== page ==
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Tourniquets, Hacksaws And Graves

Peaceville (2014)
Rating: 8.5/10

Clearly chomping at the bit like some flesh-eating bacteria, death metal legends Autopsy have barely cleaned up the ooze left from 2013’s The Headless Ritual and yet have now returned with another infected chunk of grisly metal. It’s no shock horror when one slaps on the latest slab from this gore-obsessed quartet, but in a sense, I’m rather sad to say that. Although the California band’s last two efforts were downbeat, dirty and blood-spattered, they were still a world away from the magical debut Severed Survival (1989) and its ghastly follow-up Mental Funeral (1991). Tourniquets, Hacksaws And Graves is still a manky, decomposing and of course violently festering act of the unspeakable, however.

The creepy combo are more than happy to lumber along like some drooling zombie, and when these guys get it right they are a severed head and shredded shoulder above the rest. This is apparent on the gurgling bloodbath that is the hideous title track, which hammers the bones like a wrecking ball made for human destruction. There are some fantastic shifts in tempo and unusual structures as the sombre guitars drone out from the grave, and provide ample soundtrack to those chesty vocals.

My only issue with this record is that at times it does become a tad predictable, being the seventh studio platter, but still it plies its grisly trade like a grave robber under the cloak of night. With soiled hands Eric Cutler and Danny Coralles deliver those juicy licks and labouring riffs of mould – again, I refer to the title track, which is a feast for the ears in its variety. Elsewhere, the band puke out a mix of phlegm-ridden brutality in the form of opener ‘Savagery’ mixed with soggier melancholy, as with ‘King Of Flesh Ripped’ where Chris Reifert’s drums clamber and clatter like a thousand skeletons pouring from a musty vault.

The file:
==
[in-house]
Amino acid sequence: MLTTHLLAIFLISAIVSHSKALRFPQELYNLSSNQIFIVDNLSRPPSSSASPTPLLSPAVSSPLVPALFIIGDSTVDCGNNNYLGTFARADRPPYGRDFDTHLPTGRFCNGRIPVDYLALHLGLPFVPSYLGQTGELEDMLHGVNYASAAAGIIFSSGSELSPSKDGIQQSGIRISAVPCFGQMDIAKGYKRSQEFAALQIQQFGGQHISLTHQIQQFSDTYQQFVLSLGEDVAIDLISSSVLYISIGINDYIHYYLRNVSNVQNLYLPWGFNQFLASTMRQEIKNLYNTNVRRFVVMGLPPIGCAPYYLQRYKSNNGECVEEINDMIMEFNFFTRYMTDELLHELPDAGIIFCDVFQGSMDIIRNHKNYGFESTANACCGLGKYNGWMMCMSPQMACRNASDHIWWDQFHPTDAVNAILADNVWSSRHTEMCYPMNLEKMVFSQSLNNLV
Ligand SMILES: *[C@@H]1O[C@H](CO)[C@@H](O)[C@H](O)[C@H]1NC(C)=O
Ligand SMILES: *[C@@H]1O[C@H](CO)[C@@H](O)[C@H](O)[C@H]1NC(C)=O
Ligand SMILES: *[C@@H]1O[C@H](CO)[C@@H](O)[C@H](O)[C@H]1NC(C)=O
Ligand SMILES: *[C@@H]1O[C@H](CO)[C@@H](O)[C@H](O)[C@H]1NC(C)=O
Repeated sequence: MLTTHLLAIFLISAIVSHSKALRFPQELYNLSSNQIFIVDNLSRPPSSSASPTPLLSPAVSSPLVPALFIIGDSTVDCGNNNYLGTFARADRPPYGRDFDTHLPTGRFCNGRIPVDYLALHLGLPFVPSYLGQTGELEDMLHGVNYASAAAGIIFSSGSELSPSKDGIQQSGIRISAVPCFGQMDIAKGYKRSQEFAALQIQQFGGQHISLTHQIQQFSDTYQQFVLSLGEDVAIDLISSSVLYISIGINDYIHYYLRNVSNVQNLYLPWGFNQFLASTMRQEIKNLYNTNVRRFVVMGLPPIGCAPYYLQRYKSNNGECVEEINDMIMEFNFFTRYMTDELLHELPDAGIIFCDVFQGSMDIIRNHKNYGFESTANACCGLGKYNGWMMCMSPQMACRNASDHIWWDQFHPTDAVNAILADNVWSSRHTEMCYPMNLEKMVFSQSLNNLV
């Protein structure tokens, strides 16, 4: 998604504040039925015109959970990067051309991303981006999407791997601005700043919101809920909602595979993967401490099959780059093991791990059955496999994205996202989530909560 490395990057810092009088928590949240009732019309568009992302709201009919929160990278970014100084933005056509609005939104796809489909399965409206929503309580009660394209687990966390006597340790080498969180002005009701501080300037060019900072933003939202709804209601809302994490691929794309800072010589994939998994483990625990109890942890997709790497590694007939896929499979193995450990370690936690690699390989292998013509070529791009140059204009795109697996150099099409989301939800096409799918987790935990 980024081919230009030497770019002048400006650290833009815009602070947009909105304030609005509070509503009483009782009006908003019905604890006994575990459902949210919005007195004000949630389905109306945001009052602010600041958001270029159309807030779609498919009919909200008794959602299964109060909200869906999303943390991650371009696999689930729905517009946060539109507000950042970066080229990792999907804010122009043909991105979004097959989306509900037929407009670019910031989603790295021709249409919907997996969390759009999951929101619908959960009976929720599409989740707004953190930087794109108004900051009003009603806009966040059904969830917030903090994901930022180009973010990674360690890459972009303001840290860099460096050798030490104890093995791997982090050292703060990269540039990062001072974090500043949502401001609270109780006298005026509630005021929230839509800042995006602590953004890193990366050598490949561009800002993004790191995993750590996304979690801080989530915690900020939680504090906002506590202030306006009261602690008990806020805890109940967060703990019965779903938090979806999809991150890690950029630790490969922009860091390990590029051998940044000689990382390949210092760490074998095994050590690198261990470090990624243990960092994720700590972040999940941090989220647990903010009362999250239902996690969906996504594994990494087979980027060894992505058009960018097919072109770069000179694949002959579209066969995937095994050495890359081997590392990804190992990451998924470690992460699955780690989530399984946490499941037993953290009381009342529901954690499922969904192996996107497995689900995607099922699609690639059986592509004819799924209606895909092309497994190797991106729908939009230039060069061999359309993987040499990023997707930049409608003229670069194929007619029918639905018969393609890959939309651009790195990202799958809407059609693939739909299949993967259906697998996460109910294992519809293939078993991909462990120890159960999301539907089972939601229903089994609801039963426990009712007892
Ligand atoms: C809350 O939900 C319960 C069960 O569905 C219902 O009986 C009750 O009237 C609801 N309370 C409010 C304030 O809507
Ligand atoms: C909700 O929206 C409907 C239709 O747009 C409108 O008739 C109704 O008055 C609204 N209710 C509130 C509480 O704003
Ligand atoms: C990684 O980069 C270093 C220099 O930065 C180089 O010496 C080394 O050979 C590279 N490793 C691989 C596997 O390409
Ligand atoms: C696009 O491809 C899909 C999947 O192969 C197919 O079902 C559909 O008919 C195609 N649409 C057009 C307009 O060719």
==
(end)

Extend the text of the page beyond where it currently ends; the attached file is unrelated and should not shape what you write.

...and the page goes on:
Other choice cuts include the hissing decomposition of ‘The Howling Dead’, probably the clammiest track on the album with its bestial vocal drool and caveman thump of the drums. ‘After The Cutting’ is Autopsy at their speediest, meanwhile, combining a rampant, frothing bass and cavernous drum with spitting vocals and truly hostile guitars.

So, while the band are often so genial in their gruesome technicality, there are a few moments when the album becomes an Autopsy-by-numbers choke, with the likes of ‘Forever Hungry’ becoming rather standard death metal offerings. But that’s not to say that this 12-track affair boasts fillers – far from it. With the lifeless instrumental ‘All Shall Bleed’ and the pummelling yet ordinary closing ‘Autopsy’, however, there is proof that even the greatest bands can suffer a dull moment. But hey, this is more than made up for with the likes of ‘Deep Crimson Dreaming’ and the doom-laden perversion of ‘Burial’ with its straining chug and blood-soaked vocals.

When Tourniquets, Hacksaws And Graves does kick in like a hideous infection, it soon becomes clear that this is another murky mess in the Autopsy catalogue. Despite the occasional yet rare drift into the predictable, it’s a pus-filled composition that matches the last two studio releases Macabre Eternal (2011) and The Headless Ritual. Autopsy have become a consistent and prolific monster; a monster we just can’t live without.

Neil Arnold